Singapore ESG financing: dirty hands make green work?

The city state wants to be at the forefront of green financing in Asia. But could it do more to help the region catch up with Europe?

Singapore ESG financing: dirty hands make green work?
Ever since the 2015 publication of the Paris Climate Agreement and UN’s Sustainable Development Goals, global regulators and development finance institutions have been evaluating how to promote and develop green finance.
 
It is one of the most promising and important sectors of the capital markets. And it is a particularly important one for Asia given the region’s higher economic growth rates compared to Europe where green finance is far more embedded.
 
Yet FinanceAsia is not the first to point out that Asean has been a notable laggard in going green.  As Jane Xu, climate anchor for East Asia and the Pacific at the International Finance Corp (IFC) remarks, “it hasn’t been very active to date”.
 
One of the IFC’s main tasks is to change that and its partner of choice has been the Monetary Authority of Singapore (MAS).
 
“The Singapore government really wants to take the initiative to support green finance through technical assistance and financial incentives,” Xu said.
 
As such, the two signed an MOU last June and held their first joint workshop for asset managers, regulators and potential issuers in October. Xu is hopeful that this will generate two new SGX-listed green bond issues from the IFC’s corporate and financial sector clients during 2019. 
 
She explained: “Aside from cost considerations, there’s a cultural issue to contend with. Many potential issuers and asset managers are nervous about jumping into green bonds without fully understanding the qualification of green assets and the relevant monitoring and reporting requirements.”
 
So the first step is really about education and explaining what green assets are and how to classify them,” she added.
 
This is especially important for financial issuers, which will play a critical role in scaling up the region’s green efforts by leveraging their client networks. For example, the MAS calculates that Asean will need about $200 billion in annual green investment through to 2030 and believes that private finance will bankroll roughly half of it. 
 
The IFC has consequently been targeting much of its financial firepower at green bonds issued by the region’s banking sector. Since December 2017, it has structured and invested in a string of debut private placed transactions from the likes of the Philippines’ BDO Unibank and China Bank, as well as Indonesia’s OCBC NISP and Thai Military Bank.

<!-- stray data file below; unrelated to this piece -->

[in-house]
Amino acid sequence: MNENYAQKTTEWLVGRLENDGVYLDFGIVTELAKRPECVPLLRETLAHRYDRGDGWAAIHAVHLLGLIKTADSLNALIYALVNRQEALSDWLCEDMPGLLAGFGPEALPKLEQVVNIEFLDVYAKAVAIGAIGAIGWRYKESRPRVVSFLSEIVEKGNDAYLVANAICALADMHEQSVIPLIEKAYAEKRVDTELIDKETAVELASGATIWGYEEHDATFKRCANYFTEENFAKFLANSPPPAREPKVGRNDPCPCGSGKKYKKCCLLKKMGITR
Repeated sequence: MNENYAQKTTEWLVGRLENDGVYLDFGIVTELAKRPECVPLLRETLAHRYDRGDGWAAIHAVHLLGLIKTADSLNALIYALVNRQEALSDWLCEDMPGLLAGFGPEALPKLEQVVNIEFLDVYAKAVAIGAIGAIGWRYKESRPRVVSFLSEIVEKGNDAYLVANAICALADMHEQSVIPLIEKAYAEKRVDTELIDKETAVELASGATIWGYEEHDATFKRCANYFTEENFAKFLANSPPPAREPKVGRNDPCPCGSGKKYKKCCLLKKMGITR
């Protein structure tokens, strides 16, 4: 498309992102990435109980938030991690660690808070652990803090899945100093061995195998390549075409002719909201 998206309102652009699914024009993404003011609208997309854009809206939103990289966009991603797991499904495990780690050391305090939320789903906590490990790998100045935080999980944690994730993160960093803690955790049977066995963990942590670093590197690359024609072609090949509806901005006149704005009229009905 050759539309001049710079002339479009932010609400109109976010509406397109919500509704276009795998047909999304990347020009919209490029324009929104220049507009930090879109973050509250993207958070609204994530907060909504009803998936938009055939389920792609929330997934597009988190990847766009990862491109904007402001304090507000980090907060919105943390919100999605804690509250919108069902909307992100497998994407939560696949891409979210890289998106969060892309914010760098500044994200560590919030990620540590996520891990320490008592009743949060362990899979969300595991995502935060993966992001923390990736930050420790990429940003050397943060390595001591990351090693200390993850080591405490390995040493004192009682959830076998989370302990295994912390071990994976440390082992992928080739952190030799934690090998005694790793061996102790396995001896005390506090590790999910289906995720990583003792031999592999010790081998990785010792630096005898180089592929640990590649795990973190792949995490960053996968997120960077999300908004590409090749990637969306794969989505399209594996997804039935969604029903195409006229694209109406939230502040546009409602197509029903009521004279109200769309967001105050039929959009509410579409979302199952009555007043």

During 2018, it also invested $256 million in the world’s largest green bond fund: the $1.42 billion Amundi Planet Emerging Green One Fund. However, the fund has yet to allocate any of its money to Asia because of a lack of new green bond issues in which it can invest. 
 
Xu is confident this will change in 2019.
 
CHICKEN OR EGG?
 
But this cuts to the heart of the main dilemma. Regulators want to speed up market development, but should they push issuers or investors first and hardest? And what should they use: a carrot or a stick?
 
Free trade jurisdictions with open financial markets tend to prefer carrots in case a prescriptive approach drives business away. Singapore has also very consciously targeted issuers even though it is the region’s premier asset management hub.
 
The MAS’s Green Bond Grant Scheme is a classic example of this approach in action. Its S$100,000 ($73,119) subsidy covers the upfront costs to obtain the external certification that issuers need to demonstrate that bond proceeds will fund green projects. 
 
The MAS calculates that issuers have raised S$2 billion since the scheme was launched in June 2017. They include DBS, the first financial institution to take advantage of the scheme, and Manulife, the first insurer.
 
The Singapore Exchange (SGX) also introduced a ‘comply or explain’ regime in 2016. This means that Singapore-listed companies must publish an annual sustainability report within five months of their financial year-end.